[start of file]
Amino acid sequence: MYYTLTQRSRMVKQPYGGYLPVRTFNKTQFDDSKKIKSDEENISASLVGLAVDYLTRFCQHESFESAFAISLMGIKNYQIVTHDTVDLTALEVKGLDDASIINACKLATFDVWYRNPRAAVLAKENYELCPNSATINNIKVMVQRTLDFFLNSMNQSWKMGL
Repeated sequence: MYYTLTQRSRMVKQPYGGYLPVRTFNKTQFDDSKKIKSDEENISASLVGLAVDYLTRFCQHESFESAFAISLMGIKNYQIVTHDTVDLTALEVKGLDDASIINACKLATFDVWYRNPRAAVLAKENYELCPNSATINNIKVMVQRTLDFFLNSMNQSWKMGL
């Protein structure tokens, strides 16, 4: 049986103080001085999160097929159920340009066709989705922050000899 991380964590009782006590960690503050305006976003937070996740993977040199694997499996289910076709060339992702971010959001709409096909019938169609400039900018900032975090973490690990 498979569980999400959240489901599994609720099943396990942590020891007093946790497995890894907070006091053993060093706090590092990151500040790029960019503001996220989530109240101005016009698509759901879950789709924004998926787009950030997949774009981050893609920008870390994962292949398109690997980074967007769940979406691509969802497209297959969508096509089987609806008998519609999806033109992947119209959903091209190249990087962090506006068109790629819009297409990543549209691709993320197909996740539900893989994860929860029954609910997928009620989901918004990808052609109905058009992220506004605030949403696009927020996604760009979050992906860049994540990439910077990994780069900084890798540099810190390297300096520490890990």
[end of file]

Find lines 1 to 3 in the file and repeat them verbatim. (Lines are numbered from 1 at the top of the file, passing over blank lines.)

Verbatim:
Amino acid sequence: MYYTLTQRSRMVKQPYGGYLPVRTFNKTQFDDSKKIKSDEENISASLVGLAVDYLTRFCQHESFESAFAISLMGIKNYQIVTHDTVDLTALEVKGLDDASIINACKLATFDVWYRNPRAAVLAKENYELCPNSATINNIKVMVQRTLDFFLNSMNQSWKMGL
Repeated sequence: MYYTLTQRSRMVKQPYGGYLPVRTFNKTQFDDSKKIKSDEENISASLVGLAVDYLTRFCQHESFESAFAISLMGIKNYQIVTHDTVDLTALEVKGLDDASIINACKLATFDVWYRNPRAAVLAKENYELCPNSATINNIKVMVQRTLDFFLNSMNQSWKMGL
């Protein structure tokens, strides 16, 4: 049986103080001085999160097929159920340009066709989705922050000899 991380964590009782006590960690503050305006976003937070996740993977040199694997499996289910076709060339992702971010959001709409096909019938169609400039900018900032975090973490690990 498979569980999400959240489901599994609720099943396990942590020891007093946790497995890894907070006091053993060093706090590092990151500040790029960019503001996220989530109240101005016009698509759901879950789709924004998926787009950030997949774009981050893609920008870390994962292949398109690997980074967007769940979406691509969802497209297959969508096509089987609806008998519609999806033109992947119209959903091209190249990087962090506006068109790629819009297409990543549209691709993320197909996740539900893989994860929860029954609910997928009620989901918004990808052609109905058009992220506004605030949403696009927020996604760009979050992906860049994540990439910077990994780069900084890798540099810190390297300096520490890990």